Labour Costs in the United Kingdom increased to 112.80 points in the first quarter of 2021 from 112 points in the fourth quarter of 2020. source: Office for National Statistics

Labour Costs in the United Kingdom averaged 66.08 points from 1977 until 2021, reaching an all time high of 115.10 points in the second quarter of 2020 and a record low of 19.60 points in the first quarter of 1977. This page provides the latest reported value for - United Kingdom Labour Costs - plus previous releases, historical high and low, short-term forecast and long-term prediction, economic calendar, survey consensus and news. United Kingdom Labour Costs - data, historical chart, forecasts and calendar of releases - was last updated on July of 2021.

Labour Costs in the United Kingdom is expected to be 114.43 points by the end of this quarter, according to Trading Economics global macro models and analysts expectations. Looking forward, we estimate Labour Costs in the United Kingdom to stand at 116.64 in 12 months time. In the long-term, the United Kingdom Labour Costs is projected to trend around 119.28 points in 2022 and 121.91 points in 2023, according to our econometric models.

Ok
Trading Economics members can view, download and compare data from nearly 200 countries, including more than 20 million economic indicators, exchange rates, government bond yields, stock indexes and commodity prices.

The Trading Economics Application Programming Interface (API) provides direct access to our data. It allows API clients to download millions of rows of historical data, to query our real-time economic calendar, subscribe to updates and receive quotes for currencies, commodities, stocks and bonds.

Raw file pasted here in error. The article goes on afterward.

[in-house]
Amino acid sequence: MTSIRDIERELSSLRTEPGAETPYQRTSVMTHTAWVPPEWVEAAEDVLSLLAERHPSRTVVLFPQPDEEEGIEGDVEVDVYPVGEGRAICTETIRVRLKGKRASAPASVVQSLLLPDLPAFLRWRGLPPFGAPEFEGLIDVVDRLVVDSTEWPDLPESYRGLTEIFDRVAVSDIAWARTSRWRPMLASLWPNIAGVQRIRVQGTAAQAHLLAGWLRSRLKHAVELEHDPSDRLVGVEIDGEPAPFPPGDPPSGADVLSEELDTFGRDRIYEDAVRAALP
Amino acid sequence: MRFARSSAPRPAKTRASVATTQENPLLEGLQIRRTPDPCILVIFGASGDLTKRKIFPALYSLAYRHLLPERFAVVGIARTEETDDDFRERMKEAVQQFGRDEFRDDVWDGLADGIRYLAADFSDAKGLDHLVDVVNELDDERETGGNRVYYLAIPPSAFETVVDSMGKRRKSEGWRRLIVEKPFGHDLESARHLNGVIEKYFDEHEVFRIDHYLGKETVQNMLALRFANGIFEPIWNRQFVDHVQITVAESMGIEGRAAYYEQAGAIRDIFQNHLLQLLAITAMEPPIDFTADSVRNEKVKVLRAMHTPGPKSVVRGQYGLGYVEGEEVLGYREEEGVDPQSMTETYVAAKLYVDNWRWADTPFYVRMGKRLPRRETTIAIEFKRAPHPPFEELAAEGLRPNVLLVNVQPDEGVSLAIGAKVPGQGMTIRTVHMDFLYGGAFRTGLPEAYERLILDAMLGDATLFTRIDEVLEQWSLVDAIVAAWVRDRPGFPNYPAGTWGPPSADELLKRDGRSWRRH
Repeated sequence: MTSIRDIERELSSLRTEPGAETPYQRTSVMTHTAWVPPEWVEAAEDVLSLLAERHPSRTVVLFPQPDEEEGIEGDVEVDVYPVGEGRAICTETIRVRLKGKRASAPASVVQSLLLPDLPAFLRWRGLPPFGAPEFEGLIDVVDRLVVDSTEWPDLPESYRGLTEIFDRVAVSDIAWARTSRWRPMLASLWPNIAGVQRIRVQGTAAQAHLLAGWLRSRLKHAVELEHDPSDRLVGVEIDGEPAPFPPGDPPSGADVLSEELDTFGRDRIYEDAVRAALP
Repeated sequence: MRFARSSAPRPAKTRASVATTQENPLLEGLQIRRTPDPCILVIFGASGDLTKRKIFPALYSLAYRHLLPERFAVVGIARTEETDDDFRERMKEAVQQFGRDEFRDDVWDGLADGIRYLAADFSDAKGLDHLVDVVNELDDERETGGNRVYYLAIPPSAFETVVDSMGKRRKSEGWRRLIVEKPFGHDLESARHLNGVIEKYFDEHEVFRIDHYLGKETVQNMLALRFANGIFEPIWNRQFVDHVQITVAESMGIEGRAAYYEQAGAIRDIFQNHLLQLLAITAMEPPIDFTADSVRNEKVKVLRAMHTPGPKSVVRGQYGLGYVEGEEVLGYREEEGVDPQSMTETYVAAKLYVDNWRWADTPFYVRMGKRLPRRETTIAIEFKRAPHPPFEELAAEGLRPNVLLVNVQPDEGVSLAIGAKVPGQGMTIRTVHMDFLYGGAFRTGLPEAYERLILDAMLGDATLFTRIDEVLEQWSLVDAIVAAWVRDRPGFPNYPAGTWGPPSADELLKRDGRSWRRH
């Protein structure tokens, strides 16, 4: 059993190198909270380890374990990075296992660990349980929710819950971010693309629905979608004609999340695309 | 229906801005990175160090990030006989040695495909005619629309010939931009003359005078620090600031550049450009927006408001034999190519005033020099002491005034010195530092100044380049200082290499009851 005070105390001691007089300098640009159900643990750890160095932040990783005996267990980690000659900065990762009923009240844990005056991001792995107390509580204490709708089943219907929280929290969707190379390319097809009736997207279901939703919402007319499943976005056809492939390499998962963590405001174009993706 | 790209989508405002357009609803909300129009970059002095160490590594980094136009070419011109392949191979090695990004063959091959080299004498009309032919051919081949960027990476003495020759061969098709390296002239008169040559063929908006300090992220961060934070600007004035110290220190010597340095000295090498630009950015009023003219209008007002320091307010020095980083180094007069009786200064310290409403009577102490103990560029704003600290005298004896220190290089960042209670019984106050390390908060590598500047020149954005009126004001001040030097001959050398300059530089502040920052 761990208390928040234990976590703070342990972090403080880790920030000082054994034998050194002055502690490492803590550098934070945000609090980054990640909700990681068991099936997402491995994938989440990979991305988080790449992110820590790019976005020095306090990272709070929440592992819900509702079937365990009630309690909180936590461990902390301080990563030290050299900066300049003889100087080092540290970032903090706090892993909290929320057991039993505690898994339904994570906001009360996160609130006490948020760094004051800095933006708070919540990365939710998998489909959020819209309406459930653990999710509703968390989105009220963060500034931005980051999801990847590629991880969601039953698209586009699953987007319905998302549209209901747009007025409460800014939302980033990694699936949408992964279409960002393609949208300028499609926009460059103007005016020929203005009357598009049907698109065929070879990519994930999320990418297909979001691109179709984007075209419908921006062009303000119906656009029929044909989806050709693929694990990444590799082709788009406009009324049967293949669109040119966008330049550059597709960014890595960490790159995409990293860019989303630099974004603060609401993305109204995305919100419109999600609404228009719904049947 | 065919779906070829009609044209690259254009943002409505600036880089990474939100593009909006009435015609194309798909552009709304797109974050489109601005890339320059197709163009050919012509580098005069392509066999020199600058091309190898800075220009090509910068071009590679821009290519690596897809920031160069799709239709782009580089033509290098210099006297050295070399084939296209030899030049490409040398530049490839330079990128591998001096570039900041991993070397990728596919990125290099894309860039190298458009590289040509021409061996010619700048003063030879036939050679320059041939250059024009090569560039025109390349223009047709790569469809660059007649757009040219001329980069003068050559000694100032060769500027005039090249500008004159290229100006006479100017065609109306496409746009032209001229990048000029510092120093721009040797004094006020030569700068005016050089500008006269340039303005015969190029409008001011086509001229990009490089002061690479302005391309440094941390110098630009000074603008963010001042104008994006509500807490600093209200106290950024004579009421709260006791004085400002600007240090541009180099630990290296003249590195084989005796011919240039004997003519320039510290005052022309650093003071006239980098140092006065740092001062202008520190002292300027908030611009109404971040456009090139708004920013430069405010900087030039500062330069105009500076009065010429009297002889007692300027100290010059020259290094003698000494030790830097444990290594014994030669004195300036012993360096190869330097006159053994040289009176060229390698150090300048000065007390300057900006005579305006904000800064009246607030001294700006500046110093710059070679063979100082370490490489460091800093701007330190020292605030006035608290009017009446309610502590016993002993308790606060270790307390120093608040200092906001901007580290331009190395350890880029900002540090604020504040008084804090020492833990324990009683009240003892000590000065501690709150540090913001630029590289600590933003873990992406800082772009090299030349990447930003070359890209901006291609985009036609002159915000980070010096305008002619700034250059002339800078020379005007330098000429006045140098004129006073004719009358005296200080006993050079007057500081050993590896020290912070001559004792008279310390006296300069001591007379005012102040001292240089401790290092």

Please Paste this Code in your Website
width
height
United Kingdom Labour Costs

Actual Previous Highest Lowest Dates Unit Frequency
112.80 112.00 115.10 19.60 1977 - 2021 points Quarterly
SA, 2018=100


Calendar GMT Actual Previous Consensus TEForecast
2018-01-05 09:30 AM Q3 0.4% 0.7%


United Kingdom Labour Costs
In the UK, unit labour costs (ULCs) reflect the full labour costs, including social security and employers’ pension contributions, incurred in the production of a unit of economic output. Changes in labour costs are a large factor in overall changes in the cost of production. If increased costs are not reflected in increased output, for instance, this can put upward pressure on the prices of goods and services – sometimes referred to as “inflationary pressure”.